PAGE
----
Another scheduler that is part of the ECS APIs is the Service Scheduler. It is built to run long running tasks within the cluster, restart them if they stop(possibly if the machine they’re running on crashes), and optionally manage the lifecycle necessary to place those tasks behind an Elastic Load Balancer. It even allows for rolling zero downtime updates to your containers while properly draining connections from the load balancers. There’s really no magic involved though, and nothing is happening that couldn’t be done by a user external to ECS. When starting a service, ECS expects a role to be provided which allows for describing and registering machines behind an Elastic Load Balancer. Currently, if you start a service with a load balancer and have Cloudtrail Logs enabled, you can see the DescribeInstanceHealth and RegisterInstancesWithLoadBalancer calls being made by the ECS scheduler as tasks are started and stopped. Just as with the RunTask API, the Service Scheduler is inspecting cluster state, and then making decisions about where and when to start and stop tasks, the logic is more complex, but is still just List, Describe, Start, and Stop.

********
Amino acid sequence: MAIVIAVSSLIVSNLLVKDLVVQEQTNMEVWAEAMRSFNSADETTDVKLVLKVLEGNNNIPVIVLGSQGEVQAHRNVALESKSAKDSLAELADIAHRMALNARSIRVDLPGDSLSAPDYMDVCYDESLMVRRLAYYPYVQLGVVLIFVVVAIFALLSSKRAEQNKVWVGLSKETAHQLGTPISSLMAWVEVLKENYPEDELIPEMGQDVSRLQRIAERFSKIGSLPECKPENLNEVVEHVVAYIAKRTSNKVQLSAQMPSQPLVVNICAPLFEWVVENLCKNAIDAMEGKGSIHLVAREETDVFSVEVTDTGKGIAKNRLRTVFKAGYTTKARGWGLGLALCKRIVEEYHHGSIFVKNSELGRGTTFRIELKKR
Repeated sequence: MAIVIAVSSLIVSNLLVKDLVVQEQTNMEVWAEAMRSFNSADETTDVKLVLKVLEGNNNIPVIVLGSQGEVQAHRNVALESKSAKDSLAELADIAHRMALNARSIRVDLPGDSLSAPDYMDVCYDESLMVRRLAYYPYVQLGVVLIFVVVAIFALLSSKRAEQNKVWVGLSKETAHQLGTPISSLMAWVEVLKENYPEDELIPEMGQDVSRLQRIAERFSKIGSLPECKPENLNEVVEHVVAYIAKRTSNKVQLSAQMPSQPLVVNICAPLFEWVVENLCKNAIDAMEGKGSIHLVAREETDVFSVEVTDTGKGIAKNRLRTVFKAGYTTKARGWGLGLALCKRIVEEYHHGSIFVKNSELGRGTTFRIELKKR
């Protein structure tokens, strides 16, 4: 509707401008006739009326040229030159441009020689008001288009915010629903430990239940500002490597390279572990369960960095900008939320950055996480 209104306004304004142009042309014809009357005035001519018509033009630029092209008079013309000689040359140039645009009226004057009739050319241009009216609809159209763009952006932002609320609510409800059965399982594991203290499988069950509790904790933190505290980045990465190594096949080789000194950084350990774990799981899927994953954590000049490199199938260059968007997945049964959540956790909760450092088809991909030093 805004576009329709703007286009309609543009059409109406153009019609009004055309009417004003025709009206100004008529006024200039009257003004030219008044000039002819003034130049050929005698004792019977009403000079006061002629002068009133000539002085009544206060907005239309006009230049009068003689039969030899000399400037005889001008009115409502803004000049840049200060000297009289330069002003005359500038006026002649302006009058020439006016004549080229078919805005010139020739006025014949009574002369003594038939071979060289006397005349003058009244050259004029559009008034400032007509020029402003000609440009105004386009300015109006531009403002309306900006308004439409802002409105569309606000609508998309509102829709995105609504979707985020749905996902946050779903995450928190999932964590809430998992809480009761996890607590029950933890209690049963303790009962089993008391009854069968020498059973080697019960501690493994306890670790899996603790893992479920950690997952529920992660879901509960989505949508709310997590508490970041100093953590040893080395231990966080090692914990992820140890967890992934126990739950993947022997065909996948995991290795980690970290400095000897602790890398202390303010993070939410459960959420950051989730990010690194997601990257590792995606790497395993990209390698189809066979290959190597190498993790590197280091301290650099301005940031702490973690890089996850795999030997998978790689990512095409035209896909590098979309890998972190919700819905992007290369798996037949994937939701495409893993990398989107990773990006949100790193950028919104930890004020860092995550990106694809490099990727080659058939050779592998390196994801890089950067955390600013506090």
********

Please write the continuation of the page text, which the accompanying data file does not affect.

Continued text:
One of the benefits of this shared state model is that each of these schedulers can be developed and released independently. In previous types of cluster management systems, the state was often stored in a single location which would then add more and more specialized logic culminating in a giant ball of spaghetti that was slow to modify as new customer requests arrived. One drawback however is that this logic to inspect state and query it is now duplicated in many separate schedulers. In order to reduce this effort I’m releasing ecs_state which is a small Go library that uses the ECS List and Describe APIs to store information about running tasks and available resources in memory in sqlite. There are a set of APIs to allow control over when to refresh state, as well as an API to search for machines with the resources available to accept the task. Further logic and filtering can then be applied in memory before finally calling the StartTask or StopTask APIs. The ECS forums have seen quite a few requests for schedulers that run a task once on every machine, or run tasks at specific times like cron, I’m hoping with a little bit of a headstart that these schedulers and others will become simpler and quicker to create.